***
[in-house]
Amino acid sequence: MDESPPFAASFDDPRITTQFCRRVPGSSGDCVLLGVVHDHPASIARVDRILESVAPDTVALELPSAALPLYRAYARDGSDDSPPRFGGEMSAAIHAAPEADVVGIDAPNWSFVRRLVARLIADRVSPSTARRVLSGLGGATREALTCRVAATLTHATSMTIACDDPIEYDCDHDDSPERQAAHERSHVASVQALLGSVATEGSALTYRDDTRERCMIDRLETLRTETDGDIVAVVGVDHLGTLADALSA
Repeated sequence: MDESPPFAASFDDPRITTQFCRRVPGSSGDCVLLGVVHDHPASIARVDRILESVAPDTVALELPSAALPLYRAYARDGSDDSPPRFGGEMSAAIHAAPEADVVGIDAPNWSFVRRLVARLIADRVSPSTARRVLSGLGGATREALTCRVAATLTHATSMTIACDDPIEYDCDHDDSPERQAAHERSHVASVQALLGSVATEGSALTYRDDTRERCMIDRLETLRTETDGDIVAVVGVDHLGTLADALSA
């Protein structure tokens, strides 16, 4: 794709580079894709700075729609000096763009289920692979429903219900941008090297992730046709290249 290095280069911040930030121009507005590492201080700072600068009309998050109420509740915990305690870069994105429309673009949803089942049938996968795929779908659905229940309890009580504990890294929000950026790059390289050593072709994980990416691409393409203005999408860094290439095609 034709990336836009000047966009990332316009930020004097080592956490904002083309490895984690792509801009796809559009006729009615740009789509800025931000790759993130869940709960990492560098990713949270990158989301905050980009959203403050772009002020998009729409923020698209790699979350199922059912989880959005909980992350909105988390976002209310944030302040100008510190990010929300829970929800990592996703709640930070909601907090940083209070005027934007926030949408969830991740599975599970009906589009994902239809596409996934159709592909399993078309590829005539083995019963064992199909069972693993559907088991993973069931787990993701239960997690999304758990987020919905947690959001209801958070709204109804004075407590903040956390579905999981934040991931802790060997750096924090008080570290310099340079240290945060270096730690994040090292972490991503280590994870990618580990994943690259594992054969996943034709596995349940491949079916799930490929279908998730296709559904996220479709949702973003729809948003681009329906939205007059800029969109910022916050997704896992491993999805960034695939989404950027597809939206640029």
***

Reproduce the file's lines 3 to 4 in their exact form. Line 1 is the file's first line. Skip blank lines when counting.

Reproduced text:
Repeated sequence: MDESPPFAASFDDPRITTQFCRRVPGSSGDCVLLGVVHDHPASIARVDRILESVAPDTVALELPSAALPLYRAYARDGSDDSPPRFGGEMSAAIHAAPEADVVGIDAPNWSFVRRLVARLIADRVSPSTARRVLSGLGGATREALTCRVAATLTHATSMTIACDDPIEYDCDHDDSPERQAAHERSHVASVQALLGSVATEGSALTYRDDTRERCMIDRLETLRTETDGDIVAVVGVDHLGTLADALSA
């Protein structure tokens, strides 16, 4: 794709580079894709700075729609000096763009289920692979429903219900941008090297992730046709290249 290095280069911040930030121009507005590492201080700072600068009309998050109420509740915990305690870069994105429309673009949803089942049938996968795929779908659905229940309890009580504990890294929000950026790059390289050593072709994980990416691409393409203005999408860094290439095609 034709990336836009000047966009990332316009930020004097080592956490904002083309490895984690792509801009796809559009006729009615740009789509800025931000790759993130869940709960990492560098990713949270990158989301905050980009959203403050772009002020998009729409923020698209790699979350199922059912989880959005909980992350909105988390976002209310944030302040100008510190990010929300829970929800990592996703709640930070909601907090940083209070005027934007926030949408969830991740599975599970009906589009994902239809596409996934159709592909399993078309590829005539083995019963064992199909069972693993559907088991993973069931787990993701239960997690999304758990987020919905947690959001209801958070709204109804004075407590903040956390579905999981934040991931802790060997750096924090008080570290310099340079240290945060270096730690994040090292972490991503280590994870990618580990994943690259594992054969996943034709596995349940491949079916799930490929279908998730296709559904996220479709949702973003729809948003681009329906939205007059800029969109910022916050997704896992491993999805960034695939989404950027597809939206640029």